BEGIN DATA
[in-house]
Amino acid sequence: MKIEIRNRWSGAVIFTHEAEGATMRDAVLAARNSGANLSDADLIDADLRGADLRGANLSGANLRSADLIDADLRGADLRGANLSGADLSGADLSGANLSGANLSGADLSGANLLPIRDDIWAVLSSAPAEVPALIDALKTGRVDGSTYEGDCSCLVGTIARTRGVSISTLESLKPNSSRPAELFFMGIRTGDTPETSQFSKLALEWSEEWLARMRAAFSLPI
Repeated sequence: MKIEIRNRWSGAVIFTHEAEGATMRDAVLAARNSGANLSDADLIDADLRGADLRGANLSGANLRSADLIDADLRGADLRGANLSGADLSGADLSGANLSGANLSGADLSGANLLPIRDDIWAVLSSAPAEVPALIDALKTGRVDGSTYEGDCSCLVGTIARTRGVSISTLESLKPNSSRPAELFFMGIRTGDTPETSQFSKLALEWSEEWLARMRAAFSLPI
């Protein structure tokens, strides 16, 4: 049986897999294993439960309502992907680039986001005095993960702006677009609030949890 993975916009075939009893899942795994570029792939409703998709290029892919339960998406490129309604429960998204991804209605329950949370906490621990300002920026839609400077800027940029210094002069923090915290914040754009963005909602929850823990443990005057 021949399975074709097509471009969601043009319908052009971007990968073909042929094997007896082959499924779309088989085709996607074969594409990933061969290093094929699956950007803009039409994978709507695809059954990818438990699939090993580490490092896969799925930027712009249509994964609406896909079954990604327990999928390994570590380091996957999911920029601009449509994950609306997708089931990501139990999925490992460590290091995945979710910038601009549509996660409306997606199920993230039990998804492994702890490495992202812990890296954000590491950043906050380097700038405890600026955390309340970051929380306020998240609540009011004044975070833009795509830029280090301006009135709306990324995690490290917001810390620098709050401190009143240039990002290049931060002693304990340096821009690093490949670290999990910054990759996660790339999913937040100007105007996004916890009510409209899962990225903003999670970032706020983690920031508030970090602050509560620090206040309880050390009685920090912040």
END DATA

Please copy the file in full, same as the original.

[in-house]
Amino acid sequence: MKIEIRNRWSGAVIFTHEAEGATMRDAVLAARNSGANLSDADLIDADLRGADLRGANLSGANLRSADLIDADLRGADLRGANLSGADLSGADLSGANLSGANLSGADLSGANLLPIRDDIWAVLSSAPAEVPALIDALKTGRVDGSTYEGDCSCLVGTIARTRGVSISTLESLKPNSSRPAELFFMGIRTGDTPETSQFSKLALEWSEEWLARMRAAFSLPI
Repeated sequence: MKIEIRNRWSGAVIFTHEAEGATMRDAVLAARNSGANLSDADLIDADLRGADLRGANLSGANLRSADLIDADLRGADLRGANLSGADLSGADLSGANLSGANLSGADLSGANLLPIRDDIWAVLSSAPAEVPALIDALKTGRVDGSTYEGDCSCLVGTIARTRGVSISTLESLKPNSSRPAELFFMGIRTGDTPETSQFSKLALEWSEEWLARMRAAFSLPI
């Protein structure tokens, strides 16, 4: 049986897999294993439960309502992907680039986001005095993960702006677009609030949890 993975916009075939009893899942795994570029792939409703998709290029892919339960998406490129309604429960998204991804209605329950949370906490621990300002920026839609400077800027940029210094002069923090915290914040754009963005909602929850823990443990005057 021949399975074709097509471009969601043009319908052009971007990968073909042929094997007896082959499924779309088989085709996607074969594409990933061969290093094929699956950007803009039409994978709507695809059954990818438990699939090993580490490092896969799925930027712009249509994964609406896909079954990604327990999928390994570590380091996957999911920029601009449509994950609306997708089931990501139990999925490992460590290091995945979710910038601009549509996660409306997606199920993230039990998804492994702890490495992202812990890296954000590491950043906050380097700038405890600026955390309340970051929380306020998240609540009011004044975070833009795509830029280090301006009135709306990324995690490290917001810390620098709050401190009143240039990002290049931060002693304990340096821009690093490949670290999990910054990759996660790339999913937040100007105007996004916890009510409209899962990225903003999670970032706020983690920031508030970090602050509560620090206040309880050390009685920090912040």